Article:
Float tubes have been around for years, but until recently there has been negligible variety or ingenuity in their design. Basically what you got for $150 was a fancy inner-tube of highly dubious construction with built-in koozies and a flimsy rod-holder. You considered yourself lucky to both catch fish and stay dry above the shoulders. Still, despite their shortcomings, float tubes have always been hot items among that sad, boat-less class of fishermen, of which I am myself included, affording us more distance and accuracy in our casts and far greater water coverage. Even the shoddier models promised higher returns than languishing dockside among the gray hairs and water liars.
Fortunately, over the past few years float tube design has entered a renaissance. Today’s models aren’t just seaworthy but far safer and more maneuverable, with shapely hulls and PVC-coated bottoms that add stability while reducing drag. In addition to beer koozies and rod holders, most tubes these days also come with once-unimaginable amenities like seat cushions, stripping aprons, cargo compartments, and fly or lure patches. Some crossover pontoon models can be tricked out with trolling motors, live wells, fish finders, and specially designed frames that let you hold in eddies and move across currents, exactly what you’d get in a typical drift boat. Here are five of the best float tubes and pontoons on the market today.
Outcast Fish Cat 4
Best Starter Tube: Pretty much the industry standard, the Fish Cat 4 doesn’t look like much, but it’s the longtime best-selling float tube in the US, with a justifiably sterling reputation. Essentially a pimped-out inner-tube with a cozy foam seat, stripping apron and cargo pockets, the Fish Cat 4 is easily portable at 14 pounds, totally comfortable, very well made, and fairly inexpensive. Its streamlined, U-shaped hull moves incredibly well on flat, quiet lakes and ponds, and the double-valve system, which Outcast touts relentlessly, means you can inflate/deflate lakeside in mere seconds — no small feat when you’re itching to get on the water. Pump, fins and bag sold separately.
The Creek Company ODC 420 Lightweight Combo
Best for Lugging to Remote Lakes: “ODC” stands for “Outdoor Discover Craft”, and the Creek Company fully intends for you to tote this thing deep into the wilderness. At a meager 8.25 pounds, you won’t kill yourself doing it, even with all your other fishing gear hanging from you. What’s more, you can inflate it at your car and strap it to your shoulders like a backpack. Sure, you’ll look nuts, but it’ll make for a quick and painless romp to that hard-to-reach sweet spot. The rear storage space is big enough for a cooler, dry sack, fly boxes, rain gear, etc., while the carry bag is smaller than most man-satchels. Includes pump, fins, bag and lifetime guarantee.
Outcast Stealth Pro
Best for Hardcore Lake Anglers: The Stealth Pro is a lake angler’s wet dream. Occupying a middle ground between a float tube and pontoon, its frameless design means it’s far lighter than typical pontoons, and its versatile nine-foot body can handle mild chop and even a mid-size river; those pointy “rockered” ends cut through big water while the urethane bladders stabilize you. Built to be self accessorized, the Stealth Pro has dug deep on specs, including a spot for an anchor, up to three rod holders on both sides, ample storage space, fixed oars (so you can drop them to quickly cast), adjustable seat and footrests, and a total capacity of 450 pounds. Smartly constructed, unreasonably comfortable, seemingly indestructible, you’d be hard pressed to find a better solo fishing vessel anywhere. Obvious downsides are the price, bulk and weight; this nine-foot 35-pounder is a bear, but it fits snugly in the bed of a pickup. Lacking that, you’ll have a hell of a time transporting it.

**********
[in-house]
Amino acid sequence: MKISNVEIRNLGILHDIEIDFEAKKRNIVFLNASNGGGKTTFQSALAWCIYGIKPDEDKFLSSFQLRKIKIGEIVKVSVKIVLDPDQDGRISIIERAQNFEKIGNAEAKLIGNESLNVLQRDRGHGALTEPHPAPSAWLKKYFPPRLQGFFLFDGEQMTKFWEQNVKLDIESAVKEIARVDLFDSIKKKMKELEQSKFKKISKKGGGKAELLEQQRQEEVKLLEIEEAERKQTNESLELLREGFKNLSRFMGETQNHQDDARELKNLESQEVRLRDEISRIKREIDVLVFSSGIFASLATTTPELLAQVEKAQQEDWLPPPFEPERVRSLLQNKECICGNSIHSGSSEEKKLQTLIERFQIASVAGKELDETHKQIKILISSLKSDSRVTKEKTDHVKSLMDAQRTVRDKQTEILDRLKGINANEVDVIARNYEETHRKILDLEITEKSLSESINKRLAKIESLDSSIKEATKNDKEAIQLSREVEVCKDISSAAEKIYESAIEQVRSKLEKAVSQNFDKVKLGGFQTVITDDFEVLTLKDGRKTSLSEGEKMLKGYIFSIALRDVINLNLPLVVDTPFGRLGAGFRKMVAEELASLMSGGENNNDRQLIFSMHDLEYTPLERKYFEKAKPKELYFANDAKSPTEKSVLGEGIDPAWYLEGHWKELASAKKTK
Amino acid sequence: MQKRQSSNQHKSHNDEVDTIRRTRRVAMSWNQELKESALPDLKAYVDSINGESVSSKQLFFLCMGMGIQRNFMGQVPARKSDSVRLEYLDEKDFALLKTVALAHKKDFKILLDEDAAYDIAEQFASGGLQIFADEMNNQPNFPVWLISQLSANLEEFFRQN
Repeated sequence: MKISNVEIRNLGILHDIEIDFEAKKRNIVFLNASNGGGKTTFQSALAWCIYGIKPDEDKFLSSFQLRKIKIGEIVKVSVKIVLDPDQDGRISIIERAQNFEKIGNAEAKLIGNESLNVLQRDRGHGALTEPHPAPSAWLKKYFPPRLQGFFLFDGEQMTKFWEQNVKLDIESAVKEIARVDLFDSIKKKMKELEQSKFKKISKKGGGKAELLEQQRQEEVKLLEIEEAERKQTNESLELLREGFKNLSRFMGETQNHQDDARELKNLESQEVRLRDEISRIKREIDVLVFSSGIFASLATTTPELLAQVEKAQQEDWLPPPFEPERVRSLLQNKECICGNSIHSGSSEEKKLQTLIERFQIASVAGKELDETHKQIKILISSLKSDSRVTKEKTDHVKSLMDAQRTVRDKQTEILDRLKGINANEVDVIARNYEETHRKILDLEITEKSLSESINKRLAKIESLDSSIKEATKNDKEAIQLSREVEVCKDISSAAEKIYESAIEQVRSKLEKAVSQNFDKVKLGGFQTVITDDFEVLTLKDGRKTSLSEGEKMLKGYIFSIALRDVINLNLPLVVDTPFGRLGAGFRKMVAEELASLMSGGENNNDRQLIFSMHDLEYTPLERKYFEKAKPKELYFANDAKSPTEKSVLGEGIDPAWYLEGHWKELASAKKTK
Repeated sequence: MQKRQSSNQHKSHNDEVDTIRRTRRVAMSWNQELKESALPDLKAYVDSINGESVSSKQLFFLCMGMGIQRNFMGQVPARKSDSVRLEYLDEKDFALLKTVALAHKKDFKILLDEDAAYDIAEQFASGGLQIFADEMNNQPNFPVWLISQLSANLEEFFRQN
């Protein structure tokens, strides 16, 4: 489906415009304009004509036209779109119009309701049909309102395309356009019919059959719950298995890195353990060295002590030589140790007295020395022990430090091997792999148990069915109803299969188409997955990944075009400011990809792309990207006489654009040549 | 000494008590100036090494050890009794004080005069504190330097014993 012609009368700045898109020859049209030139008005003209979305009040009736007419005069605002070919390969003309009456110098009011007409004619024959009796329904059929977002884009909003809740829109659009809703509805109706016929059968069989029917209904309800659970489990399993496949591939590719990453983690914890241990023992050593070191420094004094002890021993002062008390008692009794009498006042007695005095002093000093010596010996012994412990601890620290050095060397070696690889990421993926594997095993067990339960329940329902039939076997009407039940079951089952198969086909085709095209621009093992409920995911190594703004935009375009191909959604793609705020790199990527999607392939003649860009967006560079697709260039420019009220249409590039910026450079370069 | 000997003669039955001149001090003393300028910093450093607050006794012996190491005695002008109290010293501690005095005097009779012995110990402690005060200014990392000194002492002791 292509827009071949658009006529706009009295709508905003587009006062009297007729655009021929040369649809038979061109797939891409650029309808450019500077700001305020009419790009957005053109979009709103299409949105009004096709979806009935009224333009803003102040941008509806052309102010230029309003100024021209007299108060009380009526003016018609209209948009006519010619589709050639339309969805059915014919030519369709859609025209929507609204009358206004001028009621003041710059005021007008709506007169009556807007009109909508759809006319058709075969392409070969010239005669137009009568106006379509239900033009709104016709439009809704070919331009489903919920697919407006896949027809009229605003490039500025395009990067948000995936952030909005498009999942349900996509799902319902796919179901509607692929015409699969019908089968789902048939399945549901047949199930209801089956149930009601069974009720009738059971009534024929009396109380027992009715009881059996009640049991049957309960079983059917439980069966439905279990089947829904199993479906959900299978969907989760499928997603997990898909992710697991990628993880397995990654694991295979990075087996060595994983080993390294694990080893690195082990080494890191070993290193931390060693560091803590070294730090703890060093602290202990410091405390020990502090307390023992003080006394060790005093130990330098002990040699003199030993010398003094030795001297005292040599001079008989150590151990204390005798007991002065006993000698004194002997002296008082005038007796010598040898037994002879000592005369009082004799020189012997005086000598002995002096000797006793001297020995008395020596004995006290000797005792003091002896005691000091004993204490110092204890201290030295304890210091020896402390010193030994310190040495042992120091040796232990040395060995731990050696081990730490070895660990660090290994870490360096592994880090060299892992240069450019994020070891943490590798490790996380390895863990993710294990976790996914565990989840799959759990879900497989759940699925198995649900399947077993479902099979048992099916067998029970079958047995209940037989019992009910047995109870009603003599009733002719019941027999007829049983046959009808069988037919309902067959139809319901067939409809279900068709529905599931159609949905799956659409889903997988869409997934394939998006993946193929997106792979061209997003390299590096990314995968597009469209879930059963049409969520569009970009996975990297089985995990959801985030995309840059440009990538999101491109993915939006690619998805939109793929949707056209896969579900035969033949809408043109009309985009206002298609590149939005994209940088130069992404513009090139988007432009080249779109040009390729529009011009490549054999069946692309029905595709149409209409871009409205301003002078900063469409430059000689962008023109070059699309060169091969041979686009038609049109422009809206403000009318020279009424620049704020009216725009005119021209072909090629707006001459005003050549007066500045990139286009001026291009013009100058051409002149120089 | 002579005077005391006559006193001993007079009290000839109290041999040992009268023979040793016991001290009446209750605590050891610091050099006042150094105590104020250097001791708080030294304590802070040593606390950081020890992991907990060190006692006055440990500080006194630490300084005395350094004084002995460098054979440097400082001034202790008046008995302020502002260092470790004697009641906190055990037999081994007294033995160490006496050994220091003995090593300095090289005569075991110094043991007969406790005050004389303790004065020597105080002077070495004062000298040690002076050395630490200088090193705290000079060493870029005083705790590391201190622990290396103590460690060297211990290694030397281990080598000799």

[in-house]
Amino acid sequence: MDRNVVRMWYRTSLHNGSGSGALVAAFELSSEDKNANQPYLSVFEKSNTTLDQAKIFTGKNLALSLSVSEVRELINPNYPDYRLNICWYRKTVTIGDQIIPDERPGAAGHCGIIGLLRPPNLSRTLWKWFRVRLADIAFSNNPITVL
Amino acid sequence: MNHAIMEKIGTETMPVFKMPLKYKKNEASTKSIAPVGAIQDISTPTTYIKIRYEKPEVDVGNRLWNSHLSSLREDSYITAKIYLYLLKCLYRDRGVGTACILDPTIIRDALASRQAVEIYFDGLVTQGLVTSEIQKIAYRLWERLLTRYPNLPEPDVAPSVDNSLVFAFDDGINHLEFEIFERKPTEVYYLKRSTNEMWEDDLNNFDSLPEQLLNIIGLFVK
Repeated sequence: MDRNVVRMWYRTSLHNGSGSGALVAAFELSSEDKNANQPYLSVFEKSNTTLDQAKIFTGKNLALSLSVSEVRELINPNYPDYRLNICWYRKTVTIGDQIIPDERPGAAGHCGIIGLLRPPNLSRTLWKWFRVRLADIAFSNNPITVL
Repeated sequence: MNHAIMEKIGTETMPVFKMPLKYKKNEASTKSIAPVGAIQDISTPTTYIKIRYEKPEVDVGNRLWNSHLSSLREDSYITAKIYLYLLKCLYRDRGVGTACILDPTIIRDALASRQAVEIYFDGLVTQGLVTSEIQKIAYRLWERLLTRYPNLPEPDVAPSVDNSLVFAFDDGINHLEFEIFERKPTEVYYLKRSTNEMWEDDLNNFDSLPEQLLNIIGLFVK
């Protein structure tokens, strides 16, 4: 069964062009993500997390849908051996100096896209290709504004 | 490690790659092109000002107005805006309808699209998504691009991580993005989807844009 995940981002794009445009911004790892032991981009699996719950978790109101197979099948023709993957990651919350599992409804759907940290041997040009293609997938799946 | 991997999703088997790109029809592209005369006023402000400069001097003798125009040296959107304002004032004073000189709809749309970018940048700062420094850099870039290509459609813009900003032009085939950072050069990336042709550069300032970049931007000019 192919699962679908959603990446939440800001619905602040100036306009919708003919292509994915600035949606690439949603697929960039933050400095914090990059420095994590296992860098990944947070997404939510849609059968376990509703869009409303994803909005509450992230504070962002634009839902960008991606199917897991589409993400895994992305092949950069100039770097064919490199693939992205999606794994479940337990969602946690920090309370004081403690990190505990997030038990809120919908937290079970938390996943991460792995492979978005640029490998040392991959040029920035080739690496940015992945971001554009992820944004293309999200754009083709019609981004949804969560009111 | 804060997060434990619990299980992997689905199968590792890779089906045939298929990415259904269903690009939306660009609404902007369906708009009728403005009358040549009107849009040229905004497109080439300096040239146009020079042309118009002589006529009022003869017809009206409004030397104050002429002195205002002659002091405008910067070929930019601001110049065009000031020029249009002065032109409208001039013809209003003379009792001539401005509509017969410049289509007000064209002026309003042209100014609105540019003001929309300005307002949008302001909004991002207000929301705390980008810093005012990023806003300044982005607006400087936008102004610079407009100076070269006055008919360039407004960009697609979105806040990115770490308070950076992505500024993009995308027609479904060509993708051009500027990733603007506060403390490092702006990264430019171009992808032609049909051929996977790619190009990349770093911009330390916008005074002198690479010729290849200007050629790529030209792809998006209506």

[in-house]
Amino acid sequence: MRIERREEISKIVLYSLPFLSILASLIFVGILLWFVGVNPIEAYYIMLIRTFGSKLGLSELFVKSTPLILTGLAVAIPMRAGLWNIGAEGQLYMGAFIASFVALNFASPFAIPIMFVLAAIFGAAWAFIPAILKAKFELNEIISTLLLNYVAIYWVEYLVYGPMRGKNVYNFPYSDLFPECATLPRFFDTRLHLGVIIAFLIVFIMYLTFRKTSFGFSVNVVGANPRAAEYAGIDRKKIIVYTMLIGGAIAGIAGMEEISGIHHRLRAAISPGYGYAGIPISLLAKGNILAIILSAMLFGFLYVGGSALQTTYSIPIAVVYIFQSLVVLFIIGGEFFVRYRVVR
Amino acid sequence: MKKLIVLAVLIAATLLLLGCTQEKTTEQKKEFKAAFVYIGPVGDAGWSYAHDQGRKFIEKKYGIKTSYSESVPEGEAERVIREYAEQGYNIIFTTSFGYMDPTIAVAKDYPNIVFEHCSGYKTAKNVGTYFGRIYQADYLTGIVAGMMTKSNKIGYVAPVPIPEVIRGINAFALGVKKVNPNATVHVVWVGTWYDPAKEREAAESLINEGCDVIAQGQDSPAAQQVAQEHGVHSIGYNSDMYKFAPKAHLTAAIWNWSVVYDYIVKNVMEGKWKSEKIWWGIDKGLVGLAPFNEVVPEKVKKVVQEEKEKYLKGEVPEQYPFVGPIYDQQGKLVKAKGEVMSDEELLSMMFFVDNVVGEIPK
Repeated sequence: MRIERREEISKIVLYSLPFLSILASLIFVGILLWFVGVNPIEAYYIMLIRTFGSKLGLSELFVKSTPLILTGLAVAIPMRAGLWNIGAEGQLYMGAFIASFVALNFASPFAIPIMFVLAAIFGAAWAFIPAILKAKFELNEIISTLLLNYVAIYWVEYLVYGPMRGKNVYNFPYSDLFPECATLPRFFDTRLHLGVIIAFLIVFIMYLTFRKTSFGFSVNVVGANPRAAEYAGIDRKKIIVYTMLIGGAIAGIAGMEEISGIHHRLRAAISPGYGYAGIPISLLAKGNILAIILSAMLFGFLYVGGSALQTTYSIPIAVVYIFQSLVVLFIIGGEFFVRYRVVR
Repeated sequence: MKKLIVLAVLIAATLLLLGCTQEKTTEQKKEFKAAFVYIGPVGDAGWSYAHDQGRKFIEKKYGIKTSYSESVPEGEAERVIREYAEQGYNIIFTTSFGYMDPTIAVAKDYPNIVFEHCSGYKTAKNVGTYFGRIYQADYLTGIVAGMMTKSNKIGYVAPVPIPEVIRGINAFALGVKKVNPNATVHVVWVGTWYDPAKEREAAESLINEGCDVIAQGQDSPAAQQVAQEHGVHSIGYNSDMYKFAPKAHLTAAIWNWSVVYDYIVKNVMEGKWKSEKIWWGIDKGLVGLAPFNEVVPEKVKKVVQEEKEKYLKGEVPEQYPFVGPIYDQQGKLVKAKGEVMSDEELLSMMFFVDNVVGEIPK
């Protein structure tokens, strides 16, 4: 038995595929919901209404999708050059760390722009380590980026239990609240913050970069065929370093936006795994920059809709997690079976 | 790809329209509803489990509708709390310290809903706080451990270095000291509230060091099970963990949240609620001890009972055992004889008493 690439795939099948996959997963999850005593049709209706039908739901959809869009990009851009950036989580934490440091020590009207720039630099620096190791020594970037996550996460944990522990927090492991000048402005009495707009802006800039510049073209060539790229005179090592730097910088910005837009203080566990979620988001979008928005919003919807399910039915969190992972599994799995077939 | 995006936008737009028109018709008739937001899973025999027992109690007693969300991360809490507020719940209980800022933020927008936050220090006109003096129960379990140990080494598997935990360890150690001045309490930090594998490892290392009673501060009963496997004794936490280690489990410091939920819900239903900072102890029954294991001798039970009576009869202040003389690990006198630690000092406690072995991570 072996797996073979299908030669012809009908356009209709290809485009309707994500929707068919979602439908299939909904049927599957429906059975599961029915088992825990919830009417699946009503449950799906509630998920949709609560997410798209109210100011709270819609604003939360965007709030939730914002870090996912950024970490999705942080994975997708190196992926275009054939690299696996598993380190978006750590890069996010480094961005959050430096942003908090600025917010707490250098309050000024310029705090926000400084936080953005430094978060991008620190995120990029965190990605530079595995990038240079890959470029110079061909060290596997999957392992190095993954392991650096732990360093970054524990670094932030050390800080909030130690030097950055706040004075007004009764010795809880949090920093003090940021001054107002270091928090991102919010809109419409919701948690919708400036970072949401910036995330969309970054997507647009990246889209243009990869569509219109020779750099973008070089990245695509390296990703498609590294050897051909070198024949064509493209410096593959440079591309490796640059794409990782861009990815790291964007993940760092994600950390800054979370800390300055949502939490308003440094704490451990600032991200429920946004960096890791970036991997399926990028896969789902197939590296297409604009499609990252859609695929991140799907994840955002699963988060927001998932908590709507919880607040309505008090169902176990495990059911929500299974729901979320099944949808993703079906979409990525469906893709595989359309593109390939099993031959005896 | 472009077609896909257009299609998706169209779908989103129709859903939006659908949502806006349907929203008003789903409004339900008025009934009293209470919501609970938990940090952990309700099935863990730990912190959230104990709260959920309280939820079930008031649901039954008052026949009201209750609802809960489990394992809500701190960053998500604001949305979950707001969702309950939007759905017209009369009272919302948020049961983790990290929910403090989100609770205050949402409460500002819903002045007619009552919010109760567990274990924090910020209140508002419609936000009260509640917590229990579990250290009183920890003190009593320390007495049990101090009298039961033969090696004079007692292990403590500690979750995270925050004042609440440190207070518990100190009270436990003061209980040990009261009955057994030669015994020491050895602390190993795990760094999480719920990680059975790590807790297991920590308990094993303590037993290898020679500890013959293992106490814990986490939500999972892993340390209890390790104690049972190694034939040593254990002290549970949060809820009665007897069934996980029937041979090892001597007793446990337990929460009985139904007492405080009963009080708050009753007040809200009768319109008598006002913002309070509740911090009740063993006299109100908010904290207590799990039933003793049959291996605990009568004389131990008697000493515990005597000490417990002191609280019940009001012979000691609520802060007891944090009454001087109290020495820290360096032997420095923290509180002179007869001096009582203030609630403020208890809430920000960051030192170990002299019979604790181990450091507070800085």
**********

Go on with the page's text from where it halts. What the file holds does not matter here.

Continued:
Classic Accessories Oswego
Best for Rivers: The premiere crossover with the speed and maneuverability of a float tube and the strength and vantage of a pontoon, the Oswego grants you access to just about every freshwater location imaginable. Rated to Class I rapids, the 10-foot boat rides high on choppy water, even with a battery, cooler, tackle box, trolling motor, anchor and fish finder strapped to the back. There’s also a stripping apron with a fish ruler, two detachable foam fly patches, adjustable bronze oarlocks, dual valves that allow for quick inflation, and comically durable steel-tube frames. Of course, steel being heavy — in this case, 76 pounds — that translates into minor head-and-heartache when transporting, assembling, breaking down and storing it. But if you’re after a single-seat pontoon at an incredibly sane price, this is your go-to.
Sea Eagle 375fc FoldCat
Best Two-Man Vessel: It’s daunting to think of the time and brainpower that went into the FoldCat, quite possibly the world’s most over-designed, overpriced, yet somehow also unquestionably awesome, I’d-literally-stab-a-puppy-to-own-one inflatable pontoon boat. The 12-foot, waterproof vessel has it all: comfy swivel seats, standing platforms, a casting bar, four rod holders, a lightweight aluminum frame and with a specially designed hull that allows you to fish right on the edge, and a pump system that can inflate in five minutes flat. At considerable extra cost, you can accessorize with fish finders, cutting boards, running lights, a canopy and more. Sea Eagle hangs its hat on the “high-pressure” fabric of the reinforced hull, which is essentially a compression of hardy polymers that makes the boat virtually indestructible and deflects things like UV rays and oil. Weight is an issue, at 75 pounds — but the FoldCat wears it well, and it collapses quickly, folding neatly into a duffel bag.